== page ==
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Identifying the Roadblocks for Energy Access: A Case Study for Eastern Africa’s Gas

Rami Shabaneh, Anne-Sophie Corbeau and Fernando Tomas Nhantumbo
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Fernando Tomas Nhantumbo: King Abdullah Petroleum Studies and Research Center

Discussion Papers from King Abdullah Petroleum Studies and Research Center

Abstract: Natural gas resources in Tanzania and Mozambique have emerged as a new source of gas supply. While they are poised for export to global gas markets, they can also provide a key source of energy to the rest of Eastern Africa (defined in this paper to include Burundi, Ethiopia, Kenya, Malawi, Mozambique, Rwanda, South Africa, Tanzania, and Uganda), where millions of inhabitants are currently living without access to electricity and clean cooking. Natural gas could also potentially be a driver for industrialization and economic growth. But before delving into the potential gas demand and opportunities for gas utilization in the region, it is important to take a step back to analyze the current energy picture in Eastern Africa and look into the social and development plans in place in the region. Despite large natural resource potential across the region of Eastern Africa (except South Africa), low electricity access and energy access rates have hampered economic growth and increased dependency on traditional biomass. This scoping study investigates energy access issues in the residential, industrial and transport sectors.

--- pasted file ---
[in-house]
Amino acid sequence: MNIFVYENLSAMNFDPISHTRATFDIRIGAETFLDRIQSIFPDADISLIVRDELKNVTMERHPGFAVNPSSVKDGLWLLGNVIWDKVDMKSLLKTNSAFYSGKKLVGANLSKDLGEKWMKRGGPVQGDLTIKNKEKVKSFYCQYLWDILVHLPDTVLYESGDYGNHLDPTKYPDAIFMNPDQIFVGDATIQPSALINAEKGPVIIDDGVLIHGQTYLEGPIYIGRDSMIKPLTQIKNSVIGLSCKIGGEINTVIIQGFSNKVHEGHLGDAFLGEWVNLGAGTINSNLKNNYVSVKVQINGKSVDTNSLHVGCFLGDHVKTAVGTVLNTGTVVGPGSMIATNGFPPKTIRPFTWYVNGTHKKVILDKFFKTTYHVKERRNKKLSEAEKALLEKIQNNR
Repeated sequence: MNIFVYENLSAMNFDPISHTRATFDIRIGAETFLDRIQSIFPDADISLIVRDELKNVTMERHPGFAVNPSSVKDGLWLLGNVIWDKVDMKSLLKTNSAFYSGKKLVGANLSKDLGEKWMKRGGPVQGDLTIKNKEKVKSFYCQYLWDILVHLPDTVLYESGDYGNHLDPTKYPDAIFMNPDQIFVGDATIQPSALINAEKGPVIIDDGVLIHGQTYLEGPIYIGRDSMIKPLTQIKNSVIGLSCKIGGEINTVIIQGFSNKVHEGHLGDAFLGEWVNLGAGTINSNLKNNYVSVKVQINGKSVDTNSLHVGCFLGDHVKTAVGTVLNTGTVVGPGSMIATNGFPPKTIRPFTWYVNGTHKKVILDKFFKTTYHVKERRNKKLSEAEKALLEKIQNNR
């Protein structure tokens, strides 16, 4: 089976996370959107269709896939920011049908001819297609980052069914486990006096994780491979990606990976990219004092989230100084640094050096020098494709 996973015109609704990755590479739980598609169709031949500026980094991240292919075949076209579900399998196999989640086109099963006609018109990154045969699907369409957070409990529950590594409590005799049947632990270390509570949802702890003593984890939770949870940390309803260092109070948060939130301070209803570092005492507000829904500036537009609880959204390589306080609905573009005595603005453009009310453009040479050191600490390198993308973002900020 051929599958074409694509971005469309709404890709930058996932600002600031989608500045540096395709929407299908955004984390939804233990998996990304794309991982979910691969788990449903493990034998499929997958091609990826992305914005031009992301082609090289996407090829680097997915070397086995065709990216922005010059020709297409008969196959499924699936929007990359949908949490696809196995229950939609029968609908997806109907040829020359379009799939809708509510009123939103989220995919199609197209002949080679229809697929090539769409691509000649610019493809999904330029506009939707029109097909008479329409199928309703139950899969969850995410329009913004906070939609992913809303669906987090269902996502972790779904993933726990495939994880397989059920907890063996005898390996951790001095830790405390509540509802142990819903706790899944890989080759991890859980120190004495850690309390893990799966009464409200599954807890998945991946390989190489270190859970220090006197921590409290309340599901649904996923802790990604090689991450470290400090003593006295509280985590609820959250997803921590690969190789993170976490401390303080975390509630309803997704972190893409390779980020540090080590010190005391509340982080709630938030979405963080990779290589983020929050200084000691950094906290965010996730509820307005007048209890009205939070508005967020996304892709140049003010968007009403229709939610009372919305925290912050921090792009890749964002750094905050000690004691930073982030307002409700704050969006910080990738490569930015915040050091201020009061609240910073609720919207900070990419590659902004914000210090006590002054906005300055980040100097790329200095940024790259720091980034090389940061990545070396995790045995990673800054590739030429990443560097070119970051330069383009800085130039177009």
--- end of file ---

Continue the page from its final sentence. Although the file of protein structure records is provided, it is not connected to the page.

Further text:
Keywords: Coal; Electricity; Electricity access; Energy access; Energy efficiency; Energy mix; Industrial sector; Infrastructure development; Infrastructure Investment; Natural gas; Natural resource development; Population growth; Power capacity; Prepaid meters; Renewable energy; Transportation; Uranium; Urbanization; Utility Revenues (search for similar items in EconPapers)
Pages: 40 pages
Date: 2018-05
New Economics Papers: this item is included in nep-afr and nep-ene
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DOI: 10.30573/KS--2018-DP32

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